India Sustainable Growth Conference: A recap

  • Blog Post Date 05 June, 2024
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India is at the forefront of the global challenge of sustainable growth – adaptation to climate change and mitigation of its adverse effects must take place simultaneously with efforts to alleviate poverty and improve development indicators. The India Sustainable Growth Conference, hosted at LSE in May, brought together researchers, policymakers, and other stakeholders to share ideas on how to tackle the challenges confronting India in this regard.

The first session features Prof. E. Somanathan (Indian Statistical Institute) who presents an overview of climate damages, based on inferences from the past. According to various estimates for India, a 1o Celsius increase in average temperature leads to a decline in GDP (gross domestic product) in the range of 1.7% to 3.2%. Taking a disaggregated view, it is evident that the negative impact is larger in the poorer states and districts.

He then puts forth microdata showing that excessive heat causes reduced productivity among manufacturing-sector workers. Informal workers that earn their livelihoods outdoor and lack climate protection in their dwellings as well, are the worst affected – with heat-related decline in workdays and poorer health bringing down earnings for at least one month in the year. 

In terms of possible climate damages in the future, he highlights forecasts around the melting of glaciers and how this will impact agriculture, and flooding in Eastern India and Bangladesh due to rising sea levels. He suggests that adaptation would need to prioritise growth, understand the mechanisms of climate impacts, and be heterogeneous in approach.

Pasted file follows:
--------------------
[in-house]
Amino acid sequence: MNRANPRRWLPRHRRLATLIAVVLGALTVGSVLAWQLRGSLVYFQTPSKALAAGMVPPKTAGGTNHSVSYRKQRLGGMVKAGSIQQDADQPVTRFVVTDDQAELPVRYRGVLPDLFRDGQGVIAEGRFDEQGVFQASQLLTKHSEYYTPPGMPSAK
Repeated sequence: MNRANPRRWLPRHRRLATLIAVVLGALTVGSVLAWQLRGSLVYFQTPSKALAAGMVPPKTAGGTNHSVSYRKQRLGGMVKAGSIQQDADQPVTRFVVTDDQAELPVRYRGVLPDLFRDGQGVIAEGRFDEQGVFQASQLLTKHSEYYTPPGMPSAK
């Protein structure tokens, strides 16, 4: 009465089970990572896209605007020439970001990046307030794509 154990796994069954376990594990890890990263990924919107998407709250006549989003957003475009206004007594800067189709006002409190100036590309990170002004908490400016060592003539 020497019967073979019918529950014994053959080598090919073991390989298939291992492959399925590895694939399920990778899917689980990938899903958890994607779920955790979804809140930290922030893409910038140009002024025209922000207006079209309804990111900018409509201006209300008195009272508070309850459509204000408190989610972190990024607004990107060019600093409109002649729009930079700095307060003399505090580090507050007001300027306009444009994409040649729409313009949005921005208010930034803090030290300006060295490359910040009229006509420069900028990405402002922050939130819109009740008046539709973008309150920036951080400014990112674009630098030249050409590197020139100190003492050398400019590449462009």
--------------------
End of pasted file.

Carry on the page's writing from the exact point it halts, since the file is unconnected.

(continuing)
Prof. Somanathan concludes with a less-studied idea called ‘Solar Radiation Modification’, wherein sulphate aerosols are injected into the stratosphere to cool the planet – discussing feasibility, acceptance and desirability of such a stop-gap adaptation measure.

The next session is a panel discussion chaired by the IGC's Research Director Tim Dobermann. The discussion begins with IGC’s Executive Director Jonathan Leape emphasising the importance of interaction between researchers and policymakers to arrive at optimal policy solutions, and the creation of ecosystems where various stakeholders can engage with one another. E. Somanathan shares some examples of such cogeneration from his work and that of other researchers with state governments across India.

On similar lines, Prof. Michael Greenstone (University of Chicago) talks about his work with EPIC (The Energy Policy Institute at the University of Chicago) on pollution pricing in Gujarat. which was informed by responding to the areas which policymakers were interested in, and was successfully adopted and scaled across the state. In particular, he notes that co-generation of ideas requires researchers to have presence on the ground. 

Shweta Banerjee (BRAC) also describes how her organisation engages government and non-government actors to scale programmes and translate insights into action. Balaji Srinivasan (EPIC Asia Advisory Group) adds that for such collaborations to be effective, there needs to be consistent support by academic institutions for researchers and policymakers. He also underlines the importance of holistic education in the spheres of climate and energy.

Finally, Robin Burgess (IGC and LSE) shares his view that, going forward, there needs to be a common purpose to unite and excite stakeholders working on issues of climate policy. Funding and institutional structures needs to come together in countries with the potential for idea-generation, and countries needs to learn from one another. He also notes that there is a need for humility while trying different channels of sustainable development and attempting to balance climate change mitigation with more immediate growth and development priorities.

The full recording, including audience Q&A, is available on the IGC website.

This is the first of two videos from the India Sustainable Growth Conference. The second one, on creating a sustainable growth strategy for India, is available here.

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